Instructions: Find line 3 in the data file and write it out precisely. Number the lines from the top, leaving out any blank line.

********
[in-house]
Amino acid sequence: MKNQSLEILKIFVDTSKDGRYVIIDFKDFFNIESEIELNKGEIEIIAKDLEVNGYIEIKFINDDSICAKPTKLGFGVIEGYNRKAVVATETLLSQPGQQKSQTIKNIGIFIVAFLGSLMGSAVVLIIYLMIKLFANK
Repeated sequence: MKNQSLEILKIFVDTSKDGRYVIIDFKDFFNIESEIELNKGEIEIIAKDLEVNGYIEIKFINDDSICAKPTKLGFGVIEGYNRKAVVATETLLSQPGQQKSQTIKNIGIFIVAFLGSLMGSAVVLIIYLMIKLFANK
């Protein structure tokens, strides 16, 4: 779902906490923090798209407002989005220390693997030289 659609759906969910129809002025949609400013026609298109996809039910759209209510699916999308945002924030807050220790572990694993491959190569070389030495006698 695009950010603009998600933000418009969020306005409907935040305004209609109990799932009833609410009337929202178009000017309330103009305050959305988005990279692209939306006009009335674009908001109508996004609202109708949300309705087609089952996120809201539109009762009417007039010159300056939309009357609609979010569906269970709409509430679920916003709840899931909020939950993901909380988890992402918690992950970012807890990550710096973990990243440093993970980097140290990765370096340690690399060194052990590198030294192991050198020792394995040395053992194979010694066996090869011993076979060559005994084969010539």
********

Repeated sequence: MKNQSLEILKIFVDTSKDGRYVIIDFKDFFNIESEIELNKGEIEIIAKDLEVNGYIEIKFINDDSICAKPTKLGFGVIEGYNRKAVVATETLLSQPGQQKSQTIKNIGIFIVAFLGSLMGSAVVLIIYLMIKLFANK